TN asks IAS officer to stop preaching, gets Hindu group support
Umashankar cancelled his tour of the three districts after he was directed not to "indulge in such activities which are unbecoming of a member of the service".india Updated: Jan 27, 2015 18:29 IST
Hindu groups on Tuesday welcomed a Tamil Nadu government directive that barred a bureaucrat from preaching Christianity in the state because such activities were likely to cause communal disharmony and disturb public order.
Chief secretary of Tamil Nadu K Gnanadesikan wrote to IAS officer C Umashankar last week and said his "preaching and propagating activities" scheduled between January 24 and 26 in Tirunelveli, Thoothukudi and Kanyakumari districts of the state was unbecoming of a member of the service.
He was also warned of appropriate action under the All India Services (conduct) Rules, and was chided for his action on January 16 in Kanyakumari that allegedly disturbed public order and resulted in two police cases.
Umashankar cancelled his tour but said he would move court against the directive that he said impinged on his fundamental rights. The officer said he was a Hindu officially but a Christian by faith.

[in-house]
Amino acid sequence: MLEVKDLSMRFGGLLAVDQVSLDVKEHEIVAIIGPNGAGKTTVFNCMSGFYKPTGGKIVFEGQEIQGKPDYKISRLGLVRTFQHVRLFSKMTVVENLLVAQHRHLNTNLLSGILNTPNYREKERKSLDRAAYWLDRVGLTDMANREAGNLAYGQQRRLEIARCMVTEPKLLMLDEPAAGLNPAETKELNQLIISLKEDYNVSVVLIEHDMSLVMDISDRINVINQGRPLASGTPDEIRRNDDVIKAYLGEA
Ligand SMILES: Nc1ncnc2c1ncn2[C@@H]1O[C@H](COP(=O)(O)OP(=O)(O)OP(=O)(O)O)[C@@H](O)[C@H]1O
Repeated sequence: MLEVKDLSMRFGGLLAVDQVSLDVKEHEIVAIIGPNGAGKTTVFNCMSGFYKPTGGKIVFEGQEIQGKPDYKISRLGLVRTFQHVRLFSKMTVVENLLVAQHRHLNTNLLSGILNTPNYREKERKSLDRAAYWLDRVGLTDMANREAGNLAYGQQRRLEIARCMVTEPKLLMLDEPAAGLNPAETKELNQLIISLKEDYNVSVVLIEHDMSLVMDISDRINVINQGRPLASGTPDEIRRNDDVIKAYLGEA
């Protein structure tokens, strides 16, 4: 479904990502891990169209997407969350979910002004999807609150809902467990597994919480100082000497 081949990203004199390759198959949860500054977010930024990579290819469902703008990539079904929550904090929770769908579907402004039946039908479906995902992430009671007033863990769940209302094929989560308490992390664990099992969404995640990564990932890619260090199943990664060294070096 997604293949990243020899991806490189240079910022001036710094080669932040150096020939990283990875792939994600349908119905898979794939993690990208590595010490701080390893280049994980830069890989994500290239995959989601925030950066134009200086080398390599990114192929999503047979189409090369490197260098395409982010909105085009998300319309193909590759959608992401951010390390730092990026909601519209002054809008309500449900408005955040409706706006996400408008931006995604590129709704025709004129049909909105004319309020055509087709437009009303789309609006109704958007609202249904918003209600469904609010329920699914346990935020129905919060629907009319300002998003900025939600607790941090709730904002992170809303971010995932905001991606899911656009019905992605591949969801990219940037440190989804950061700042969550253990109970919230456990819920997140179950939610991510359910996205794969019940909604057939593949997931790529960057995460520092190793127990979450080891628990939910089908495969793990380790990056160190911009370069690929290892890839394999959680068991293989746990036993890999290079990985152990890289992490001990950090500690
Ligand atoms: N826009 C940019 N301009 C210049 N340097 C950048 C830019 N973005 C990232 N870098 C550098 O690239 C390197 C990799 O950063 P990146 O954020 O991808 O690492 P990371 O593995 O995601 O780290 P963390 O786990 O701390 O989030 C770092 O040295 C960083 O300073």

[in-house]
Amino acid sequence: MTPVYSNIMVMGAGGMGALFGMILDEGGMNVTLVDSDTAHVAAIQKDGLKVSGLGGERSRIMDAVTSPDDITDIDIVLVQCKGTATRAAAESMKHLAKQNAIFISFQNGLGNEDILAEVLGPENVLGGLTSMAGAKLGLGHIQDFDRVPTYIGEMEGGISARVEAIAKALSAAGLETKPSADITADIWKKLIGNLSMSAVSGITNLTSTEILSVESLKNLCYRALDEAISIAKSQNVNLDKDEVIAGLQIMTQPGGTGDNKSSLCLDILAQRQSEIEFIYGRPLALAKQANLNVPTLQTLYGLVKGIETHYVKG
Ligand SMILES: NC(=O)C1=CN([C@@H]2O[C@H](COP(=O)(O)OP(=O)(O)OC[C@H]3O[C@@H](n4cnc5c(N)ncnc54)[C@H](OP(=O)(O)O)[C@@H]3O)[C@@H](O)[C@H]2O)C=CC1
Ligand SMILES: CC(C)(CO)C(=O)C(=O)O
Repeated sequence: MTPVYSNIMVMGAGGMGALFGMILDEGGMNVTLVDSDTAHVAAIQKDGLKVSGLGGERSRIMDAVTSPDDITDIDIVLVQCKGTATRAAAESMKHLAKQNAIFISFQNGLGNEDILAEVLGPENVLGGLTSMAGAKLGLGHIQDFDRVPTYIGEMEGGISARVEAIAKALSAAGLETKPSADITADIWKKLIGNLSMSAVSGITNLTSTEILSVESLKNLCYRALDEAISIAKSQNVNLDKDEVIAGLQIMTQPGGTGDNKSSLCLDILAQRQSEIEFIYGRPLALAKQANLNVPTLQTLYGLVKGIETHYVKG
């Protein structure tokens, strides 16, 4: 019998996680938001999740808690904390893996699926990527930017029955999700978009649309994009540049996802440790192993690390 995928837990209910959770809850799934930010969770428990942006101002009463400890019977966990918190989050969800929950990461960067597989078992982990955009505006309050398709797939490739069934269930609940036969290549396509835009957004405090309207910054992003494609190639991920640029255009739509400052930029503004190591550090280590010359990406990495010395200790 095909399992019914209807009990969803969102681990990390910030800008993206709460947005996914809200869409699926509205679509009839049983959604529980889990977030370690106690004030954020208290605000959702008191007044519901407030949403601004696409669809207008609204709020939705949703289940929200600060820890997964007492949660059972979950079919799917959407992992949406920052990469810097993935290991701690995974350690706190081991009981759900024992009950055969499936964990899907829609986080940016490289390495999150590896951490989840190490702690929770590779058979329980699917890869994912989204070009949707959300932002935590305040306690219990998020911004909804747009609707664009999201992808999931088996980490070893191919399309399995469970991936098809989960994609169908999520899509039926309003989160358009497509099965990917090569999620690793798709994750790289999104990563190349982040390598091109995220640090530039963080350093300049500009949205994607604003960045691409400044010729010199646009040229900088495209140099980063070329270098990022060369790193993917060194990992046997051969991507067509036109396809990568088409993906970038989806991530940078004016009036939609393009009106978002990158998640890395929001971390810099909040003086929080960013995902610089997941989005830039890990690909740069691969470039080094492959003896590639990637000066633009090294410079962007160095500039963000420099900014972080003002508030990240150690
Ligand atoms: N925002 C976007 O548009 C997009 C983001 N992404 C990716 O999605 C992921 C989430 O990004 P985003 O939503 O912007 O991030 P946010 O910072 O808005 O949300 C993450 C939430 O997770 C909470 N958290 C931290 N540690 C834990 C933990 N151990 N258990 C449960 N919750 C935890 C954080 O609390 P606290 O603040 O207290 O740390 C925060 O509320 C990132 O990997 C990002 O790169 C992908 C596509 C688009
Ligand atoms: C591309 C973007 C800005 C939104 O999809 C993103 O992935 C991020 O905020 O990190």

Welcoming the government order, Hindu Munnani (Hindu front) founder Rama Gopalan said his organisation had often condemned Umashankar for preaching and propagating a particular denomination of Christianity. The officer's action was in contravention of service rules and the Hindu Munnani had filed a complaint against him, Gopalan said.
This isn't Umashankar's first run-in with the state government. In 2010, he was suspended after doubts were raised about the genuineness of his Dalit certificate. The suspension was revoked later.
He also unearthed several scams in Tamil Nadu, including the cremation shed scam case in the 1991-96 AIADMK government that resulted in the conviction of then minister C Selvaganapathy. During the DMK regime of 2006-11, Umashankar was appointed head of Arasu Cable TV after a tiff between then chief minister M Karunanidhi and his grandnephews, the Maran brothers.